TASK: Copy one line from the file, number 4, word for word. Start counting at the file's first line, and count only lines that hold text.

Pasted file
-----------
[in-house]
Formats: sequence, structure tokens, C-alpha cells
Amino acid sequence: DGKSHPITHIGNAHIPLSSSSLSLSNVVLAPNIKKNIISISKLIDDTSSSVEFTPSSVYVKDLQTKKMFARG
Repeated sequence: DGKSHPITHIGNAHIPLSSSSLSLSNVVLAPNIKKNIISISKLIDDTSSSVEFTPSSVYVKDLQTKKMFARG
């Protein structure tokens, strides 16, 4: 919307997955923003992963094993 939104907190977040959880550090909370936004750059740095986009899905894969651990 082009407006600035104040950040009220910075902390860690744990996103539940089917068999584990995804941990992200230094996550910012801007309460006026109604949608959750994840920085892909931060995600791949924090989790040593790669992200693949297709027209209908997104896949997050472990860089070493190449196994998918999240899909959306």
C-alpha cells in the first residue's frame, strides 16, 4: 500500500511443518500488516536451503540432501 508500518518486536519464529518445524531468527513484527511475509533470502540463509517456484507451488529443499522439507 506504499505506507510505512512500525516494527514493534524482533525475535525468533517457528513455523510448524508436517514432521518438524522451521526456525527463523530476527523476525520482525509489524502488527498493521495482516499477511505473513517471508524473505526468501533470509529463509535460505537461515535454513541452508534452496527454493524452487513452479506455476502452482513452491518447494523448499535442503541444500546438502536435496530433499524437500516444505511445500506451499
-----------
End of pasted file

Repeated sequence: DGKSHPITHIGNAHIPLSSSSLSLSNVVLAPNIKKNIISISKLIDDTSSSVEFTPSSVYVKDLQTKKMFARG